Friday 18th August – Day 4 – Kia Ora Hut to Pelion Hut
I awoke to find there had been another generous dump of snow during the night, not particularly what I had hoped for to traverse the second highest point of the track. The weather was clear so I didn’t dilly dally and after goodbyes started off into the deep snow.
Setting off from Kia Ora Hut.
The start of the ascent over Pelion Gap was on boardwalk but despite the deep drifts it was mostly easy to follow the track at first. Further on the landscape opened up and the going became much more difficult as the snow drifts deepened and it was impossible to see whether the boardwalk passed to the left or right of the marker poles above the snow.
Open Terrain ascending Pelion Gap.
As I ascended, Mt Doris and the lower part of Mt Ossa, were visible amongst snow flurries to my right and Mt Pelion East was much clearer on the right. If I lost the boardwalk, and I frequently did I would end up waist deep in snow. Many times, I lost balance with the heavy pack on my back, and it took tremendous effort to right myself and get back on the boardwalk. It really was exhausting work and I had to stop to catch my breath every couple of steps, and there is no doubt had the weather been worse there I would have had to turn back.
Impossible to keep on the boardwalk in deep snow – Pelion Gap.
Eventually I reached the saddle and for the first time finishing the walk became a possibility. I took a well-deserved rest on Pelion Gap (1126m) and took in the amazing views and utter isolation of where I was. This was why I was walking the track during August! I watched two Wedgetail Eagles circling the peak of Mt Pelion East as I rested.
The descent to Pelion Hut was easy after traversing the gap, and I passed through forest on my descent getting constantly covered in snow from branches as I passed by. As soon as I saw Pelion Hut I knew this was going to be Ritz of Overland Track huts. Its location was perfect with great views across the Pelion Plains to the imposing Mt Oakleigh and it was surrounded by an impressive balcony. The hut itself was huge and best of all the heater was in great working order.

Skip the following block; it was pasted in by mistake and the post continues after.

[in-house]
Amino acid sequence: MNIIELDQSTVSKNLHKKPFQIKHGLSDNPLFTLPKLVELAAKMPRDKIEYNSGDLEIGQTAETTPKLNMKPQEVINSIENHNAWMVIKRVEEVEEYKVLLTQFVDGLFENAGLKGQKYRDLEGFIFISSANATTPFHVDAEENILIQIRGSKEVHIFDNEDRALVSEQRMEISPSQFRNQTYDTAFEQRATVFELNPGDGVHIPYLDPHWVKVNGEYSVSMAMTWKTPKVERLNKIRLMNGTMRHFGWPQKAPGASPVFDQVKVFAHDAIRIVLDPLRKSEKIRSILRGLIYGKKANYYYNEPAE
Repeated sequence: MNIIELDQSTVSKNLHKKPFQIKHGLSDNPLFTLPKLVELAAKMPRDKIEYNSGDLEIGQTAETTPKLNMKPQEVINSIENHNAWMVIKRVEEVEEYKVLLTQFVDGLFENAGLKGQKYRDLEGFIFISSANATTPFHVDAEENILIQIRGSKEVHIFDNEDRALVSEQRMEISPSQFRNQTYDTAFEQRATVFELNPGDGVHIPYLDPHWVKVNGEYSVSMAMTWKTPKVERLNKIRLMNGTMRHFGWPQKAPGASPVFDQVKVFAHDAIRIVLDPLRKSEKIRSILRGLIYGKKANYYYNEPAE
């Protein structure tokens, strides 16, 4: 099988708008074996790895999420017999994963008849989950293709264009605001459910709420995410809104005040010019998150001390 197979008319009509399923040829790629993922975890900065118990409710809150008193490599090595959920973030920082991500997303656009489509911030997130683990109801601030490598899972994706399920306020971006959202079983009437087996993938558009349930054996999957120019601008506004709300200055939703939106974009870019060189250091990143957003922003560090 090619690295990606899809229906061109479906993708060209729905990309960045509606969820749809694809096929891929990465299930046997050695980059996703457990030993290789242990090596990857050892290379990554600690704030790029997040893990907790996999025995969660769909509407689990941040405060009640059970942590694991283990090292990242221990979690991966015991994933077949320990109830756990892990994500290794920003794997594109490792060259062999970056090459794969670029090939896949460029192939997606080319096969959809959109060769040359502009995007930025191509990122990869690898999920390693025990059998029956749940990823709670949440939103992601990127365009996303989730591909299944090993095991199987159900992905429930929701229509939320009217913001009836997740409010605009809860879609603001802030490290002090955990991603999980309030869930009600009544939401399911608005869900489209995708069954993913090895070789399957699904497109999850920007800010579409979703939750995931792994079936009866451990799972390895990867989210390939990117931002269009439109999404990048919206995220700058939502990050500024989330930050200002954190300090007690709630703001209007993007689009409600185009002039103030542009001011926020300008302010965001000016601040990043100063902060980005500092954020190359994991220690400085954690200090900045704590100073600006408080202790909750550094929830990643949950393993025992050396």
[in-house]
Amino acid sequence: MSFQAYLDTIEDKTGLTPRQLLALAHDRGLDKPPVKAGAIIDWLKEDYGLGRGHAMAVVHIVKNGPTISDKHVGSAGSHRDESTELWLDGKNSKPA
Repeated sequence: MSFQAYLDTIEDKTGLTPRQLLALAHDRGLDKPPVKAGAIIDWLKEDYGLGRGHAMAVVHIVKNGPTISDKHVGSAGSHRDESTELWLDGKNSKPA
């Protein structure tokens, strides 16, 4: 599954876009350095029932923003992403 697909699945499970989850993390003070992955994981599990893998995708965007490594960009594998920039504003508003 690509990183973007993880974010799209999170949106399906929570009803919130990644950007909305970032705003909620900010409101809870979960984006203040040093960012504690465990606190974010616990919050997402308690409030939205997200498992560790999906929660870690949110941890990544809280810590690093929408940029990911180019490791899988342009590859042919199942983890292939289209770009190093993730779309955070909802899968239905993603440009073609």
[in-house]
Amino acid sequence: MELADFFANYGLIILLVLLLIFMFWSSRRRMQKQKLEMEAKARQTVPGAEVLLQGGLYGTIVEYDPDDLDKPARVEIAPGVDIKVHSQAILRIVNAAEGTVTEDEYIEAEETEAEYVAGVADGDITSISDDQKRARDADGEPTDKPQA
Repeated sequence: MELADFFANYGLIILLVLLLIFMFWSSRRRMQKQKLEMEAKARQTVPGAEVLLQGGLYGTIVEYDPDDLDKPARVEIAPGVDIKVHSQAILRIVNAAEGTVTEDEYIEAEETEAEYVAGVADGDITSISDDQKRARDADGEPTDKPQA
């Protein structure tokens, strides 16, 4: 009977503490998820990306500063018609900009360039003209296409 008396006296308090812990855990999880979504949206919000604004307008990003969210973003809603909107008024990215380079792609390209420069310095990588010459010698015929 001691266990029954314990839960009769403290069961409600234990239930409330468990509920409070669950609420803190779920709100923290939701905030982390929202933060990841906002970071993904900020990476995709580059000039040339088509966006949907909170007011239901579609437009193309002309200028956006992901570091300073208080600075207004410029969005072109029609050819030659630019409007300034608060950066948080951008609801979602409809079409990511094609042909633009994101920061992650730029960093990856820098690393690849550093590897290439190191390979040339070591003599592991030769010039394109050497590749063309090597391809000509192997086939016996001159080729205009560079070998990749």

Mt Oakleigh from Pelion Hut.
I unpacked and placed my wet gear around the heater and warmed up with a cup of tea. I had arrived at lunchtime and so had the afternoon to relax, take photos and read. During the afternoon I was joined by a Danish guy who was extremely grateful to me because he had used my steps through the snow over the previous days on his trek!
As the day drew to a close we were joined by a group of eight Tasmanian locals who had accessed the hut from the Arm River Track. Late afternoon Tasmanian Pademelons and Bennett’s Wallaby were common around the hut and after dark for the only evening during the walk I had a spotlight finding Brushtail Possums, Sugar Gliders and a Common Wombat.
That night I moved to an isolated part of the hut because I had by now developed a cough and I didn’t want to keep other walkers awake during the night or pass on anything to them.
Common Wombat at Pelion Hut.
Here are links to the wildlife of Tasmania seen on other trips :-
Saturday 19th August – Day 5 – Pelion Hut to Waterfall Valley Hut
I woke a “bluebird” morning at Pelion Hut and was delighted to see the snow-covered slopes of Barn Bluff in the distance, a photographers delight, in the early morning light.
Barn Bluff from Pelion Hut.
This was to be my biggest day walking on the track as I was double hutting to 22.3kms to Waterfall Valley Hut. The first part of the day was easy skirting the flat terrain skirting Pelion Plains before descending to the lowest part of the track at Frog Flats. Mt Ossa was in full view from Frog Flats and I was pleased to see Tasmania’s highest peak. The ascent out of Frog Flats was not a particularly nice part of the walk and was a nix of mud, boulders, puddles and roots although there was a break from snow for this low-lying part of the track.
Mt Ossa from Frog Flats.
The track then ascends from the myrtle rainforest and once again I was walking through snow and I realised that today was going to be hard going. To my right was the dolerite columns of Mt Pelion West sharp in the early morning sunlight.